Tuesday, March 3, 2009

Diving into Web 2.0

Recently I watched a video by anthropologist Michael Wesch, which discusses YouTube as a cultural phenomenon. Is YouTube part of a surge of democratic media or a wasteland of disorder? That is the question. (Image: YouTube) The video by Michael Wesch is a relatively simple capture from a live presentation at the Library of Congress. However, the fact that we can access this video speaks to the power of YouTube as a platform. Before YouTube, finding a video of a specific presentation would have been nearly impossible. Now almost everything is on YouTube or similar services.

The most important point to take from the discussion of YouTube as a cultural item is that it depends on its users to create and (sometimes) filter content. Wesch describes in detail how social sites like Digg and Delicious represent a new level of user control over their portal to the internet. Digg displays user-filtering, while Delicious shows user-organization. Both of these functions work to create a communal browsing experience that depends on users not just for content, like YouTube, but also to define the collective browsing experience.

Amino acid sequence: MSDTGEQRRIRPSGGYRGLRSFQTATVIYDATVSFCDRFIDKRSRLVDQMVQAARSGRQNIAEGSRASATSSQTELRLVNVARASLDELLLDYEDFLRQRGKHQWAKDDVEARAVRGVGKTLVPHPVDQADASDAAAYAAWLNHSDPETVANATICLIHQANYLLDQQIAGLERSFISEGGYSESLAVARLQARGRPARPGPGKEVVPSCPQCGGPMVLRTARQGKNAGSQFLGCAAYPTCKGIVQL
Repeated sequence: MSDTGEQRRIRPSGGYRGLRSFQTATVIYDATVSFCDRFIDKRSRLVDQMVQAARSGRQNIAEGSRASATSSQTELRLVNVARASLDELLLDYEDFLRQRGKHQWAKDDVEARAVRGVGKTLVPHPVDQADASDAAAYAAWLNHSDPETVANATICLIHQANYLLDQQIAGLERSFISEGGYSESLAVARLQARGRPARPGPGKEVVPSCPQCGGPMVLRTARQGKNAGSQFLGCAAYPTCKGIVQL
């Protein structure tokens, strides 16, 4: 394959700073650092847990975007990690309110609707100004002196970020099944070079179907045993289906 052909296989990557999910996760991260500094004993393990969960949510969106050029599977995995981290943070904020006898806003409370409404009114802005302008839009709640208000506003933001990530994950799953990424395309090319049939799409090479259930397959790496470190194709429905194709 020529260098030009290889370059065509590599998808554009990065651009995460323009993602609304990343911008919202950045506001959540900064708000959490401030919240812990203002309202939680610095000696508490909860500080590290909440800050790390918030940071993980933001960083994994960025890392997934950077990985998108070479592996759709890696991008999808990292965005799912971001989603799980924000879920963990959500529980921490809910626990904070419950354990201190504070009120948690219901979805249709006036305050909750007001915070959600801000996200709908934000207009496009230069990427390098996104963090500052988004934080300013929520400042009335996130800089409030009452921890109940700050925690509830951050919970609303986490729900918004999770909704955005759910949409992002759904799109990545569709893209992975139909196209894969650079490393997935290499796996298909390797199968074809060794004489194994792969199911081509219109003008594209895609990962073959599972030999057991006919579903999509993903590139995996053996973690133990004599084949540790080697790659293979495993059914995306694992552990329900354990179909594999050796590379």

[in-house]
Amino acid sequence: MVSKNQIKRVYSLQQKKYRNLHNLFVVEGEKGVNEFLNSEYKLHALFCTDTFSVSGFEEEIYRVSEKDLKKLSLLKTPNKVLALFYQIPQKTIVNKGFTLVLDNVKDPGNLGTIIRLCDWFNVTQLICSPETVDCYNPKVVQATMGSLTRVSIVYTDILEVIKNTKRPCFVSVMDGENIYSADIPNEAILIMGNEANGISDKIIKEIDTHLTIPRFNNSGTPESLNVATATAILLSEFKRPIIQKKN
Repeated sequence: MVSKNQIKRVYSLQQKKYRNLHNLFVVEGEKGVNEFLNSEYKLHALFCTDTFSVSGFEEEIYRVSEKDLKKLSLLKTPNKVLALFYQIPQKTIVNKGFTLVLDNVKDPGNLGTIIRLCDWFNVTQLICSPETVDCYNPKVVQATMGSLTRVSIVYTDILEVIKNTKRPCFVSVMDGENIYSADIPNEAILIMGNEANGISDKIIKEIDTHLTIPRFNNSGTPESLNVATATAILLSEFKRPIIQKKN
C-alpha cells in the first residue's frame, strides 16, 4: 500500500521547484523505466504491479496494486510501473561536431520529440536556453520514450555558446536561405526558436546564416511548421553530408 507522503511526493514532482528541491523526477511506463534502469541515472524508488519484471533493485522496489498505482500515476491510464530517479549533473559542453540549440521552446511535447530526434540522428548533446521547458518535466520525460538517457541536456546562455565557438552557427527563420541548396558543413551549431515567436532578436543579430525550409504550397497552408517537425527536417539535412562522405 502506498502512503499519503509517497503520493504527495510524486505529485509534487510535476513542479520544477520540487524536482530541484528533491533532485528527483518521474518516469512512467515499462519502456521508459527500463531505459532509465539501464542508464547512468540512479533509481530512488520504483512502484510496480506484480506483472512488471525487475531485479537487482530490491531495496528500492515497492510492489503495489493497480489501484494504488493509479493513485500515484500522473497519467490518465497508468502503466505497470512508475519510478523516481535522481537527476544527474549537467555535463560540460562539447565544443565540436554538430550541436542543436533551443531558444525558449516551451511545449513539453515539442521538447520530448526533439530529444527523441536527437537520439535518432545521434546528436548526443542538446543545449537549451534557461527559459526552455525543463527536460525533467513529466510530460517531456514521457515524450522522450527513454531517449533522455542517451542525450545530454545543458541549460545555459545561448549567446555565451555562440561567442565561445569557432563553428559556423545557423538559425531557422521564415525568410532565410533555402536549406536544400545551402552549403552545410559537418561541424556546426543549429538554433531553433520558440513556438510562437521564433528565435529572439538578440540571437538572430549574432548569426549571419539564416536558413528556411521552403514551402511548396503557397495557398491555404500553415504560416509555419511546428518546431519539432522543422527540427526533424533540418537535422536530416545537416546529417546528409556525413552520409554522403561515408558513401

The Internet user-generated movement has outpaced growth of any other movement; dwarfing the amount of TV content produced by networks over their entire life. In some ways it seems like we isolate ourselves more and more behind screens, but, as Wesch points out, there is a type of networked individualism that emerges. We are creating an individual experience, but we share it and take-in the experiences of others.

The YouTube culture is one of paradoxes. We are isolated, yet part of a community. We are talking to no one, but talking to everyone. We "pirate" content, yet create new things. Our individual experiences turn into collectively embraced internet phenomena. Everyone has an identity, but it might not be rooted in reality. These uncertainties make YouTube a cultural community that serves a different purpose to all of its participants. With either serious or playful motives, everyone seems to enjoy YouTube.

Here's his video for anyone interested: